When I was younger, I was deathly afraid of reading anything Fitzgerald because I caught this documentary about him on TV saying that he was kind of wonky. And even though The Great Gatsby had became a familiar title on a familiar spot on my school’s library a few years back, I never had the guts to pick it up.
This year, The Great Gatsby was included in my American Literary History class. Actually, the first three books for this Classics Challenge would be coming from my AmLitHist class. Hehe. So, thanks for pushing us into reading three books in two months, School.
So if you haven’t seen the 2013 movie adaptation of this book, the story of The Great Gatsby revolves around the adventures of one Nick Carraway upon arriving to New York, the power struggles between the old and new money of New York (or America, honestly), and the great love of Jay Gatsby to the past named Daisy. (I referred to the past as Daisy intentionally. Read the book! :D)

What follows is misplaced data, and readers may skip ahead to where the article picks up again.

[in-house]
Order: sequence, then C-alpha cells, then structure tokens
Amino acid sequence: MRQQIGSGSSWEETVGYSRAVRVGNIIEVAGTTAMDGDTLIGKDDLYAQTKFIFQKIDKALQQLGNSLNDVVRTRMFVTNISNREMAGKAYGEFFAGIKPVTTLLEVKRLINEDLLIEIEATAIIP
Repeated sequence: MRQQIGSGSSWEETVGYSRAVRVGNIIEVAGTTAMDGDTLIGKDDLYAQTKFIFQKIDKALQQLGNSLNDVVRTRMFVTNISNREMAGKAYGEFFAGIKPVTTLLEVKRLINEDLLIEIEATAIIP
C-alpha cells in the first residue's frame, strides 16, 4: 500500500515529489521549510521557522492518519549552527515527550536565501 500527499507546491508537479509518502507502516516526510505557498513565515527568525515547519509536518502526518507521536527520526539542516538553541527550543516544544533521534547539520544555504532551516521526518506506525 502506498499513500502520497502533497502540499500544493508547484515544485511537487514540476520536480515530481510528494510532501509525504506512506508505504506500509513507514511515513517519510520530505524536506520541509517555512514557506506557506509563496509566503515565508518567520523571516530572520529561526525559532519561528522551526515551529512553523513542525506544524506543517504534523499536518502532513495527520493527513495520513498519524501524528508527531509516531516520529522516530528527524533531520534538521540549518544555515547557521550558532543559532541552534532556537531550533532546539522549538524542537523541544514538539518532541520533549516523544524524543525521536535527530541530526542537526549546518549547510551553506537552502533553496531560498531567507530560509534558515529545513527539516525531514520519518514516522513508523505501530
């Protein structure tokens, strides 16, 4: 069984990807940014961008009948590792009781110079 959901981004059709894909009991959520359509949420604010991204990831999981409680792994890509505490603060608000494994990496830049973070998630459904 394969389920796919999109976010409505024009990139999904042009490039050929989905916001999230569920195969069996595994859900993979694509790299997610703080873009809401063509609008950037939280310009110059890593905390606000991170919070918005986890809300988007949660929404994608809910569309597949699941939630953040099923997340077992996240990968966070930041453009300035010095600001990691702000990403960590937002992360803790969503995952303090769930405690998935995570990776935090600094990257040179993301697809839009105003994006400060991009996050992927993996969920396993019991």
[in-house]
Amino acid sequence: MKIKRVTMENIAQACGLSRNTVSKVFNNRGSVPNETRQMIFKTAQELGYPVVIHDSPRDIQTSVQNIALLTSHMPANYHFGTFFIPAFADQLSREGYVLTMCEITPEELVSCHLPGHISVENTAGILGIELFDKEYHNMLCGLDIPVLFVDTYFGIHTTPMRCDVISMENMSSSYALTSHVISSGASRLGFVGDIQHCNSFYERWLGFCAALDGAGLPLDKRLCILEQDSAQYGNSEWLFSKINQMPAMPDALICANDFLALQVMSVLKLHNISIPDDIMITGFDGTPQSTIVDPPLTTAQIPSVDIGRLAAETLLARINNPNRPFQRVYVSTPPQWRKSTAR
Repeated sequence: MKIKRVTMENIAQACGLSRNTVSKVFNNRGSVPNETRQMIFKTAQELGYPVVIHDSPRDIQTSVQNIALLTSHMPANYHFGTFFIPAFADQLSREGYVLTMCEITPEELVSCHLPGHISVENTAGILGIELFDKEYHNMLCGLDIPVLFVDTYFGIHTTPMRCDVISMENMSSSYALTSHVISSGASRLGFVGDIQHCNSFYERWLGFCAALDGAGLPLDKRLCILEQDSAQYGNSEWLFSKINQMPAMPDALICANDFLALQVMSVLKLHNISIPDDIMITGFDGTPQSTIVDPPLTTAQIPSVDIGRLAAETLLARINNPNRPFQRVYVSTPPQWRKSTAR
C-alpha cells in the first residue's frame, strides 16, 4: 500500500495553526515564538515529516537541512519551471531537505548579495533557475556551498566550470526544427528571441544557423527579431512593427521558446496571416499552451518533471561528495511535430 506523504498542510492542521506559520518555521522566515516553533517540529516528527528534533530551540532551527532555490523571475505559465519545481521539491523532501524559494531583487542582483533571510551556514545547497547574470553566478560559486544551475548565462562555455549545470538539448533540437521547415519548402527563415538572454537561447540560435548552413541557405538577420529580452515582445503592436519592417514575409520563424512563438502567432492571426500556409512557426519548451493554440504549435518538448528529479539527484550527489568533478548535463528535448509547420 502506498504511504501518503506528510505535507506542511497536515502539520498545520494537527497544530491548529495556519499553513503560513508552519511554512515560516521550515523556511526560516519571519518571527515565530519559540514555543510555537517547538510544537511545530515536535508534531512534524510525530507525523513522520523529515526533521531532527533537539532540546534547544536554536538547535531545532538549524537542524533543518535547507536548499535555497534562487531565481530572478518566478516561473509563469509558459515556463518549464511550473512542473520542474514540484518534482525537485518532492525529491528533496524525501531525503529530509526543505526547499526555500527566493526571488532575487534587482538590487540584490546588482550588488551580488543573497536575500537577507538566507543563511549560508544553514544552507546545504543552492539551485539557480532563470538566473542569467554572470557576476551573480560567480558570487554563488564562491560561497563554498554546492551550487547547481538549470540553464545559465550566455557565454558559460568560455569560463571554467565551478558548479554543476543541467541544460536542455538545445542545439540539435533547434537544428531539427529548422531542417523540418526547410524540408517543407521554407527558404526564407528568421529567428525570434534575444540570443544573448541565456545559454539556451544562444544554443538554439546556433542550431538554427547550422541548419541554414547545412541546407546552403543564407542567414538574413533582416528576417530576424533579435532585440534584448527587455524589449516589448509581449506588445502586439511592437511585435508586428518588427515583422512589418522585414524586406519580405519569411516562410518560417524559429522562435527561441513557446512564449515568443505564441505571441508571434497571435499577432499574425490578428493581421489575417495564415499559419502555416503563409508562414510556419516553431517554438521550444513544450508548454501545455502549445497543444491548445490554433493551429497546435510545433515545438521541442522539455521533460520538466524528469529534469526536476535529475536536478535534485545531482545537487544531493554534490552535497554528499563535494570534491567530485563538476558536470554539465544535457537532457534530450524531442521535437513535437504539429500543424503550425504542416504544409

My copy has this cover. I hate it. I wanted the original.
Contrary to my seatmates’ opinion, I actually liked The Great Gatsby. Maybe it’s because of the weird impossibility of throwing huge parties one night after another every night, or because of the really powerful, yet really toxic love of Jay Gatsby for Daisy Buchanan. There is a schadenfreude thing going on when I was reading this book.
The book is really slow in the beginning. The book was told from the point of view of Nick, and the beginning was just full of details and investment on the build-up. The ending made the slow pace pay off.
So obviously this review is as far from an academic book review as could be.
The book is surprisingly good. Of course, what constitutes as a good book or a good story for me involves highly dysfunctional characters.